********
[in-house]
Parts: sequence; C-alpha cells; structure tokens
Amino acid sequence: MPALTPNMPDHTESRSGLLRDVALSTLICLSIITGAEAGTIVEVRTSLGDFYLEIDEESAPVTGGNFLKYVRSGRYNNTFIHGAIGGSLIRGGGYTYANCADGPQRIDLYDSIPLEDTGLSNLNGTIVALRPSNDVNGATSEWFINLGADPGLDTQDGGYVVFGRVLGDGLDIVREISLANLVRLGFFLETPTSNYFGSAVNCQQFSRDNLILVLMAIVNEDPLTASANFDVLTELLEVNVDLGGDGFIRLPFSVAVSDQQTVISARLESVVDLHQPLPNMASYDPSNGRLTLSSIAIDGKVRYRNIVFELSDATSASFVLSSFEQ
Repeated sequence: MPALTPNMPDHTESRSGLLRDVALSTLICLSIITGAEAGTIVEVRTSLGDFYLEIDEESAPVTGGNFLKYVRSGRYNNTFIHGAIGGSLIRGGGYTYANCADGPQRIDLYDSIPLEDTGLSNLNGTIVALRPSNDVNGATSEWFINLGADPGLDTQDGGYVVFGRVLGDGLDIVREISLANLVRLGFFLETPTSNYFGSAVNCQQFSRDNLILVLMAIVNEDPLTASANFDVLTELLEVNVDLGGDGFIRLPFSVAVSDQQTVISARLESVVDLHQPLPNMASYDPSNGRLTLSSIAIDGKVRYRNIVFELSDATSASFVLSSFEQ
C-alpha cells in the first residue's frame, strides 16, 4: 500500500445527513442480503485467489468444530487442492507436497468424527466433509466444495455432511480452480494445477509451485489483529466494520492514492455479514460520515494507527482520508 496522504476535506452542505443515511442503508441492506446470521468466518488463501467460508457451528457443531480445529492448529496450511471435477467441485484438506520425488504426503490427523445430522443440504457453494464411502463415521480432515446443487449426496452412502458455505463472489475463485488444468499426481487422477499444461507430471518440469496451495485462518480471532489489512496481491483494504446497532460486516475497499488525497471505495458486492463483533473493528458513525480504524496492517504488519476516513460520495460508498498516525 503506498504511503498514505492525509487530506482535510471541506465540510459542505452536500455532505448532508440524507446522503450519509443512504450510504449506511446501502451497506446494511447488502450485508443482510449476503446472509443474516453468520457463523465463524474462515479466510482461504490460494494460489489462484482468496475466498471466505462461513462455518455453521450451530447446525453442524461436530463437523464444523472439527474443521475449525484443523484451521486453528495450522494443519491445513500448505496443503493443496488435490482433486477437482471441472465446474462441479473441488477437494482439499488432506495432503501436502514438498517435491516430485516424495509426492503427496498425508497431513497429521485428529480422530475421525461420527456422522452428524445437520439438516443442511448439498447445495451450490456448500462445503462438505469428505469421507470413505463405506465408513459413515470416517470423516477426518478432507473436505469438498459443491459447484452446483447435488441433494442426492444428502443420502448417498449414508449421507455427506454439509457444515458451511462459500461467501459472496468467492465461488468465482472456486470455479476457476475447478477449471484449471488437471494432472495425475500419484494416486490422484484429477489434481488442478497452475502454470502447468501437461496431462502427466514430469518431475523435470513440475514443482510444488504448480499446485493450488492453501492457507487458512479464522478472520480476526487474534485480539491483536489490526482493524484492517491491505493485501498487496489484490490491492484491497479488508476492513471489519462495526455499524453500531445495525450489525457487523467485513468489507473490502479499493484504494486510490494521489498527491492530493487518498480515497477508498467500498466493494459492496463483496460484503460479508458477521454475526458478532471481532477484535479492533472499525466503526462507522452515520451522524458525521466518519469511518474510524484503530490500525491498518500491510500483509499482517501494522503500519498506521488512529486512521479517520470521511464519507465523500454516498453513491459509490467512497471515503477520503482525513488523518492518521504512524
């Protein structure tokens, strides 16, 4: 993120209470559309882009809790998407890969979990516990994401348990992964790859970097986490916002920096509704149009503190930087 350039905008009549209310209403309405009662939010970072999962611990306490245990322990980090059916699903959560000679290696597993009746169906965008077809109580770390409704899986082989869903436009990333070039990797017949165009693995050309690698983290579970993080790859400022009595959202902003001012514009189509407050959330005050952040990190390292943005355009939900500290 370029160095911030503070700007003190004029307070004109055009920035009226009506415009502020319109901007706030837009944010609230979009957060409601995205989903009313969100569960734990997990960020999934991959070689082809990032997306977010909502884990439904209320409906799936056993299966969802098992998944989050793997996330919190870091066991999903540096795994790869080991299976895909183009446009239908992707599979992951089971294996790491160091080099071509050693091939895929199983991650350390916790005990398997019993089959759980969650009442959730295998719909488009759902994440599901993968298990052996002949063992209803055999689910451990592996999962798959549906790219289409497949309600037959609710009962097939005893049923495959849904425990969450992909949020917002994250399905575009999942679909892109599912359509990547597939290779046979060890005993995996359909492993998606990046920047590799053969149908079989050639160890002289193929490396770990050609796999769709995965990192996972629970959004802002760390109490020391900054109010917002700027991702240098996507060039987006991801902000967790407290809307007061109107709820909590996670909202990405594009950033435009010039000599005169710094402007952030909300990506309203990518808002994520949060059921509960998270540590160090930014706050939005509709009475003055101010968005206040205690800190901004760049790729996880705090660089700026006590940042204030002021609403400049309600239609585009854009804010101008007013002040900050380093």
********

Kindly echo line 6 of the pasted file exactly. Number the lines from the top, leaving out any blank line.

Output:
């Protein structure tokens, strides 16, 4: 993120209470559309882009809790998407890969979990516990994401348990992964790859970097986490916002920096509704149009503190930087 350039905008009549209310209403309405009662939010970072999962611990306490245990322990980090059916699903959560000679290696597993009746169906965008077809109580770390409704899986082989869903436009990333070039990797017949165009693995050309690698983290579970993080790859400022009595959202902003001012514009189509407050959330005050952040990190390292943005355009939900500290 370029160095911030503070700007003190004029307070004109055009920035009226009506415009502020319109901007706030837009944010609230979009957060409601995205989903009313969100569960734990997990960020999934991959070689082809990032997306977010909502884990439904209320409906799936056993299966969802098992998944989050793997996330919190870091066991999903540096795994790869080991299976895909183009446009239908992707599979992951089971294996790491160091080099071509050693091939895929199983991650350390916790005990398997019993089959759980969650009442959730295998719909488009759902994440599901993968298990052996002949063992209803055999689910451990592996999962798959549906790219289409497949309600037959609710009962097939005893049923495959849904425990969450992909949020917002994250399905575009999942679909892109599912359509990547597939290779046979060890005993995996359909492993998606990046920047590799053969149908079989050639160890002289193929490396770990050609796999769709995965990192996972629970959004802002760390109490020391900054109010917002700027991702240098996507060039987006991801902000967790407290809307007061109107709820909590996670909202990405594009950033435009010039000599005169710094402007952030909300990506309203990518808002994520949060059921509960998270540590160090930014706050939005509709009475003055101010968005206040205690800190901004760049790729996880705090660089700026006590940042204030002021609403400049309600239609585009854009804010101008007013002040900050380093």